How to en­joy World Cup

The Korea Times - - OPINION - Park Moo-jong (em­jei29@gmail.com) af­ter work­ing as a reporter since 1974. is a stand­ing ad­viser of The Korea Times. He served as the pres­i­dent-pub­lisher of the na­tion’s first English daily news­pa­per from 2004 to 2014

Where has the World Cup (in Rus­sia) gone?

Many peo­ple asked this of each other ahead of the open­ing of the FIFA World Cup Rus­sia, some­what sur­prised by the un­ex­pected lack­lus­ter at­mos­phere in a coun­try which hosted the global foot­ball fes­ti­val for tremen­dous suc­cess 16 years ago in 2002 to­gether with Ja­pan.

The World Cup fever did not take hold here un­til a week ago at least.

Many cited the June 12 sum­mit be­tween North Korean leader Kim Jong-un and U.S. Pres­i­dent Don­ald Trump in Sin­ga­pore and the June 13 lo­cal elec­tions as the main fac­tors that over­shad­owed the sports ex­trav­a­ganza.

South Korea (Korea the Repub­lic as named by FIFA) has slight chance of se­cur­ing a place in the round of 16 in such a tough group with Ger­many, Mex­ico and Sweden as en­e­mies.

Against this back­drop, the largest-ever world’s foot­ball cham­pi­onship kicked off at mid­night (Korean Stan­dard Time) this morn­ing in Moscow with host Rus­sia tak­ing on Saudi Ara­bia in the open­ing match.

Though the Rus­sia World Cup failed to at­tract en­thu­si­as­tic at­ten­tion of Kore­ans so far, the an­tic­i­pa­tion cer­tainly thrilled peo­ple at sta­di­ums, homes, of­fices and else­where around world for a month un­til the fi­nal to start at mid­night July 16.

When it comes to foot­ball, peo­ple usu­ally say “the ball is round,” so few can pre­dict which di­rec­tion the ball will go. Namely, it is dif­fi­cult to know who will be the cham­pion, even if we name fa­vorites.

Ex­perts, gam­blers and fran­tic fans are busy mak­ing their own fore­casts for ma­jor com­pe­ti­tions on the ba­sis of their own judg­ments and each team’s records in in­ter­na­tional matches.

A con­sen­sus both at home and abroad is that South Korea, ranked 57th, has lit­tle chance to sur­vive the pre­lim­i­nary round against Ger­many, ranked 1st, Mex­ico (15th) and Sweden (24th).

In a self-mock­ing metaphor, South Korea’s FIFA rank­ing of 57 (as of June 8) is con­sid­er­ably lower than the to­tal num­ber of the three op­po­nents com­bined.

De­spite the hith­erto less in­ter­est of the Korean peo­ple in this World Cup, I ex­pect the tide will turn de­ci­sively, de­pend­ing on how our team plays against the much-fan­cied op­po­nents, es­pe­cially in the open­ing match against Sweden to be­gin at 9 p.m. June 18 (KST).

Noth­ing is bet­ter than vic­tory. South Korea is cer­tainly in­fe­rior to the three other teams as in­ter­na­tional ex­perts have flatly as­serted. But all is not lost. Such low and pes­simistic ex­pec­ta­tions mean there is not much pres­sure and it has noth­ing to lose. If it wins, a great re­ward; and if it loses, noth­ing lost. On the con­trary, if Ger­many, Sweden and Mex­ico ei­ther win or lose: dou­ble or noth­ing.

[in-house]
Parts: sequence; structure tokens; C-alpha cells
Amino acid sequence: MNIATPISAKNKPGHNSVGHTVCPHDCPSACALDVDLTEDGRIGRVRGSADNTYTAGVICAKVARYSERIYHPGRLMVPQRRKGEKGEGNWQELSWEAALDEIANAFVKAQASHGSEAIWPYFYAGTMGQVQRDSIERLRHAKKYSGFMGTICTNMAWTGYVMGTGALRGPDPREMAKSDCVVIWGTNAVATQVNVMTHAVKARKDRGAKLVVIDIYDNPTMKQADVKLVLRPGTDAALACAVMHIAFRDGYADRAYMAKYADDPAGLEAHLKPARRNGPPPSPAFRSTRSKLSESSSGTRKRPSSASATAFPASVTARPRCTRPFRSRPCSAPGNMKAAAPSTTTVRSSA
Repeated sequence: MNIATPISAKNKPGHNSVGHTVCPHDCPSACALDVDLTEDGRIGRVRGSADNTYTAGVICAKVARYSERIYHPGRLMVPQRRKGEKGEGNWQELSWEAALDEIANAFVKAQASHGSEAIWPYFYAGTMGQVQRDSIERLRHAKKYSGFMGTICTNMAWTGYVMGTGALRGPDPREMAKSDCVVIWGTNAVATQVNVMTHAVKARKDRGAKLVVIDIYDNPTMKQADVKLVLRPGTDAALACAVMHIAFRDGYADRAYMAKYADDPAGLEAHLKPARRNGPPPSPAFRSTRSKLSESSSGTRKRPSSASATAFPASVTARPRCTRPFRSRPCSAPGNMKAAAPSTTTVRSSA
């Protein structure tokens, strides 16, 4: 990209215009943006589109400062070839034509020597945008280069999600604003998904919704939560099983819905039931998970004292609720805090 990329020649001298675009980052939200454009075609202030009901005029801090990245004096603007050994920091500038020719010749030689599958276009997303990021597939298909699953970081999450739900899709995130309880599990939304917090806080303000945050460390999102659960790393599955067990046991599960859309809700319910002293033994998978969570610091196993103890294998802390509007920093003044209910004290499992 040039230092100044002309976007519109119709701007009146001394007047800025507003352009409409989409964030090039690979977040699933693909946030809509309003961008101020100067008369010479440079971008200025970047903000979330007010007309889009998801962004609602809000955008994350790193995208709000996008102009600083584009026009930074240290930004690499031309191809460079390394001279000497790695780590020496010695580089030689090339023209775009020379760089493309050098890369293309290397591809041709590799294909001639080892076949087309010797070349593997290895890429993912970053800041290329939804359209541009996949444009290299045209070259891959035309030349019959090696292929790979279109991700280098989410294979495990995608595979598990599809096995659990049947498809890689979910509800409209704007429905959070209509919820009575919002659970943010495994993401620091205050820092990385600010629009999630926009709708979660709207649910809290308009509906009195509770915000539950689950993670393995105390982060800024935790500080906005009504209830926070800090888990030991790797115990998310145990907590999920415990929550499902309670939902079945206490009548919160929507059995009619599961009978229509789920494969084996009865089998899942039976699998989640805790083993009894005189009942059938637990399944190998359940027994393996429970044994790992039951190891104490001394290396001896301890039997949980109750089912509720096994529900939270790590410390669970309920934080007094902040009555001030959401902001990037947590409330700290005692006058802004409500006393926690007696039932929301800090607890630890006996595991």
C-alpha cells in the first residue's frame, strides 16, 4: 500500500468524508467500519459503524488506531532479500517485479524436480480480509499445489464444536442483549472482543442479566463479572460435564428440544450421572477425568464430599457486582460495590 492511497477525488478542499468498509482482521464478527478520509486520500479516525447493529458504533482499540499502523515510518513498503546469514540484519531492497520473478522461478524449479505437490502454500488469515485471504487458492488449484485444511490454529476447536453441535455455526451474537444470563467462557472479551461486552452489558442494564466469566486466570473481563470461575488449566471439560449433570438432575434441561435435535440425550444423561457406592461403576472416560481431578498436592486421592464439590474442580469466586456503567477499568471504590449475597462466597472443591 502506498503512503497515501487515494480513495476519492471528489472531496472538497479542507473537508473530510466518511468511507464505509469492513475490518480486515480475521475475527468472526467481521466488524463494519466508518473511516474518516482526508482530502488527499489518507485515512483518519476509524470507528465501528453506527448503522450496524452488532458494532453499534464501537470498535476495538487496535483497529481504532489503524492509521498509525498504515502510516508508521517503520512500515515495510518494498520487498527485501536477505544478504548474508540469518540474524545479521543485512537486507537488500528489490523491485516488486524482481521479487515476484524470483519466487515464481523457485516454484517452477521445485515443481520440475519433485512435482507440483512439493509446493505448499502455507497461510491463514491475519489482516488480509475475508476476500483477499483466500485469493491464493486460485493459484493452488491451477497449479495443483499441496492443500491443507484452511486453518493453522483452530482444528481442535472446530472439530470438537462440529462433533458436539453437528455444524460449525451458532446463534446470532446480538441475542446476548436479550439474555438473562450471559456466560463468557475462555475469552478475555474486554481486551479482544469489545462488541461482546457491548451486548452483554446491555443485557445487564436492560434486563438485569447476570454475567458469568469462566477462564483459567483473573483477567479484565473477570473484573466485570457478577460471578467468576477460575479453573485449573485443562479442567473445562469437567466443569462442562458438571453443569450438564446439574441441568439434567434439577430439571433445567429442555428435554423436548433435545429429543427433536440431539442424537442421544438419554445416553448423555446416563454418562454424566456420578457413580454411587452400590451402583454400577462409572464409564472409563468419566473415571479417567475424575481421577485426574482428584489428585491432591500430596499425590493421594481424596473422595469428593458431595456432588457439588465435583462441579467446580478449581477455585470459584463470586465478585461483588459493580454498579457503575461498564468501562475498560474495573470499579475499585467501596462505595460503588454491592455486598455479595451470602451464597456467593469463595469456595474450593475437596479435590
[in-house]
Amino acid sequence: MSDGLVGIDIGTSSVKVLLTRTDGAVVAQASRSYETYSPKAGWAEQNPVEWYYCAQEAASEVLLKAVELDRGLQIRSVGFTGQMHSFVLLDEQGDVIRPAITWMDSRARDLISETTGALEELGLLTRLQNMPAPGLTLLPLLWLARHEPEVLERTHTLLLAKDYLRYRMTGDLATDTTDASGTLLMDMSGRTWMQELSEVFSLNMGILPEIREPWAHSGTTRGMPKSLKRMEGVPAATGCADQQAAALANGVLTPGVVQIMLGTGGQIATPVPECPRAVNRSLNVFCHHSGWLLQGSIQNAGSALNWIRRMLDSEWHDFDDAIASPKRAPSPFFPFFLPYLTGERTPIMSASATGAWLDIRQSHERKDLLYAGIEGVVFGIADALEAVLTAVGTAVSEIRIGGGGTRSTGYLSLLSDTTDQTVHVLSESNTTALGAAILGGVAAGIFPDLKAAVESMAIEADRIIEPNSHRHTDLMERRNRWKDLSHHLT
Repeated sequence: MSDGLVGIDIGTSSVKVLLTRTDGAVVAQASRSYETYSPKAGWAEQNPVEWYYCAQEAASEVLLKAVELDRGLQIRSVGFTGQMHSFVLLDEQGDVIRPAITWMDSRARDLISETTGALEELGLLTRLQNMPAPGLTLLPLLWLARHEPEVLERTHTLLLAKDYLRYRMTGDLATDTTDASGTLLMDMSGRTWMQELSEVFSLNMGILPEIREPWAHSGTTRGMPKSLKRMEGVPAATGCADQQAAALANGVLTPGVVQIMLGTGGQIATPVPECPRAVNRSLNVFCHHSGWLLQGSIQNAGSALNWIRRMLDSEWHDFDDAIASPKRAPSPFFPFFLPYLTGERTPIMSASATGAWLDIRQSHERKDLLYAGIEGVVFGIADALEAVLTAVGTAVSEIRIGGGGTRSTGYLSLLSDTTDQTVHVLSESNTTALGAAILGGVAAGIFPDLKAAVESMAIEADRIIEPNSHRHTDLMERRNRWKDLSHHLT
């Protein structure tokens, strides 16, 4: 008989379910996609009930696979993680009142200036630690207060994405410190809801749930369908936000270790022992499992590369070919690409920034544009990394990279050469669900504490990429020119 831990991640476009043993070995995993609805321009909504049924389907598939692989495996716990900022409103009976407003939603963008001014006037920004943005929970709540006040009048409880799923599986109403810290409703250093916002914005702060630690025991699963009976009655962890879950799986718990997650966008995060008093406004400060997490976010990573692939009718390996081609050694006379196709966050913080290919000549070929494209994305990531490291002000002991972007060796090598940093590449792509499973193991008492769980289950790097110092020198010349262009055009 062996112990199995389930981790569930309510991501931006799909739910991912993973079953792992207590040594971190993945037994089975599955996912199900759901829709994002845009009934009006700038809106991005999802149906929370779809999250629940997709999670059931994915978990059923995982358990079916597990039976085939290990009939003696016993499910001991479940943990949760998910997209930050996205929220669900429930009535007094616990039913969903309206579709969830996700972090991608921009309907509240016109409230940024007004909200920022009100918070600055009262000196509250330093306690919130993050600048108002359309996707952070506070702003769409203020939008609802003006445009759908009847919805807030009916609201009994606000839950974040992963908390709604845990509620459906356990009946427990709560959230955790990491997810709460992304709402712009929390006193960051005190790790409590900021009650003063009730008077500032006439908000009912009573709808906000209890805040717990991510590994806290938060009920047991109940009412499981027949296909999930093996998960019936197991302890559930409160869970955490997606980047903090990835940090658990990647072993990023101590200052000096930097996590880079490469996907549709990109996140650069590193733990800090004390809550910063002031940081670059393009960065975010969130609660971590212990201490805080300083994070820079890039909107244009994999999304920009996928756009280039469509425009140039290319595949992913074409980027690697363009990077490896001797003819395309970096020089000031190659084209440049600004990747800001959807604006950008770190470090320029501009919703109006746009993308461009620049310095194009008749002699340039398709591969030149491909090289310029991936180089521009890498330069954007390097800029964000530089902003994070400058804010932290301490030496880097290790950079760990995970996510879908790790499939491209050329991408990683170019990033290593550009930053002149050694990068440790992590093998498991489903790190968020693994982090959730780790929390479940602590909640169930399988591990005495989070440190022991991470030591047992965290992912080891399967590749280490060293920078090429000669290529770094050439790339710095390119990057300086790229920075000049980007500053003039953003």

I think that South Korea is able to beat Mex­ico since it has de­cent records against North and Cen­tral Amer­i­can coun­tries. My hope is that our team will get a point from a draw against Sweden in the opener and will be for­tu­nate to play de­fend­ing cham­pion Ger­many in the fi­nal game af­ter the world No. 1 team is al­ready through.

Bill Shankly (1914-81), an English foot­ball leg­end, who turned Liver­pool FC from an or­di­nary team into one of the great­est in Eu­rope from the late 50s to early 70s, said in an in­ter­view with the Sun­day Times be­fore his death: “Some peo­ple think foot­ball is a mat­ter of life and death. I can as­sure them it is much more se­ri­ous than that.”

As the Liver­pool man­ager ex­pressed, we Kore­ans are too ob­sessed with the goal of be­ing one of the fi­nal 16, as if it is all or noth­ing, like the way our politi­cians deal with their op­po­nents.

South Korea’s qual­i­fi­ca­tion for the sec­ond round is, of course, a much-cher­ished de­sire of our peo­ple af­ter it suf­fered a hu­mil­i­at­ing fail­ure in Brazil four years ago in 2014.

Yet, sports is nei­ther a war, or a mat­ter of life and death. Sports is just sports, and that’s all.

What we have to do is just cheer our play­ers so they can do their best to dis­play their skills and abil­i­ties in a fair man­ner.

To re­call, “no­body” ex­pected that South Korea would ad­vance to the sec­ond round of 16 in the 2002 Korea-Ja­pan World Cup. Not only our play­ers made it, they stunned the world by beat­ing Italy 2-1 in ex­tra time with Ahn Jung-hwan’s beau­ti­ful header to join the eight and then stopped Spain in a penalty shootout for the semi­fi­nals.

We still re­mem­ber the “Sea of Red Devils (Korean foot­ball sup­port­ers)” on the streets across the na­tion. Es­pe­cially, nearly a mil­lion cit­i­zens jam-packed the Seoul City cen­ter to cheer their team through the night dur­ing the 2002 World Cup to global ad­mi­ra­tion and as­ton­ish­ment.

Sim­i­lar cheer­ing events are to be held on the streets through­out the coun­try, in­clud­ing the roads in front of the COEX in Seoul. It is an easy and ir­re­spon­si­ble job to blame the play­ers for their fail­ure. What’s im­por­tant is to en­cour­age and cheer them up to help lessen their pres­sures as the team ace Son He­ung-min asked.

The fete has be­gun. It’s time to en­joy the games, though the late night shows may strip you of sweet sleep. I am de­ter­mined to be­come a couch potato dur­ing the World Cup pe­riod and make my­self a coach.

I am afraid that af­ter the World Cup, for what joy I should live as many peo­ple joke.

I am sure the at­mos­phere would be a nice change of pace with the start of the global sports fes­ti­val. And the ball is still round. There is no rea­son for South Korea to make a “Rus­sia Mir­a­cle.”

Park Moo-jong

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